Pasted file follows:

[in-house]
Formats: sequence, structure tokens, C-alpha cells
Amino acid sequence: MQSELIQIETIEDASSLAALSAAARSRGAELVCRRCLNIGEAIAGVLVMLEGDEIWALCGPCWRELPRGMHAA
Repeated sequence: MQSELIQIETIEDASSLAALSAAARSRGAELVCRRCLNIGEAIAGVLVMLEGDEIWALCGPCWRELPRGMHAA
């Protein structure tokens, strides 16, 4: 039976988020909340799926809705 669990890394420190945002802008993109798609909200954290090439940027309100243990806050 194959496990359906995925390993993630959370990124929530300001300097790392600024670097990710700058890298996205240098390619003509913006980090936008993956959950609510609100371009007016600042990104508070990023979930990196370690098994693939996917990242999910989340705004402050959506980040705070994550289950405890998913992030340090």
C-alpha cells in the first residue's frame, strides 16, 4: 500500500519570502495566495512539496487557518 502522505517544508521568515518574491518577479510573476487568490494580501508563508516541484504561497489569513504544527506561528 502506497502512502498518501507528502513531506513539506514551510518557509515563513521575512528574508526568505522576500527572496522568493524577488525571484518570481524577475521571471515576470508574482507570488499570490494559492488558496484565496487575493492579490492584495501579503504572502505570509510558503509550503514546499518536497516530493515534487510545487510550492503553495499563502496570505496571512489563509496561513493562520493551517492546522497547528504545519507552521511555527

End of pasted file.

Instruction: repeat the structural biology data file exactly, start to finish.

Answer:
[in-house]
Formats: sequence, structure tokens, C-alpha cells
Amino acid sequence: MQSELIQIETIEDASSLAALSAAARSRGAELVCRRCLNIGEAIAGVLVMLEGDEIWALCGPCWRELPRGMHAA
Repeated sequence: MQSELIQIETIEDASSLAALSAAARSRGAELVCRRCLNIGEAIAGVLVMLEGDEIWALCGPCWRELPRGMHAA
């Protein structure tokens, strides 16, 4: 039976988020909340799926809705 669990890394420190945002802008993109798609909200954290090439940027309100243990806050 194959496990359906995925390993993630959370990124929530300001300097790392600024670097990710700058890298996205240098390619003509913006980090936008993956959950609510609100371009007016600042990104508070990023979930990196370690098994693939996917990242999910989340705004402050959506980040705070994550289950405890998913992030340090």
C-alpha cells in the first residue's frame, strides 16, 4: 500500500519570502495566495512539496487557518 502522505517544508521568515518574491518577479510573476487568490494580501508563508516541484504561497489569513504544527506561528 502506497502512502498518501507528502513531506513539506514551510518557509515563513521575512528574508526568505522576500527572496522568493524577488525571484518570481524577475521571471515576470508574482507570488499570490494559492488558496484565496487575493492579490492584495501579503504572502505570509510558503509550503514546499518536497516530493515534487510545487510550492503553495499563502496570505496571512489563509496561513493562520493551517492546522497547528504545519507552521511555527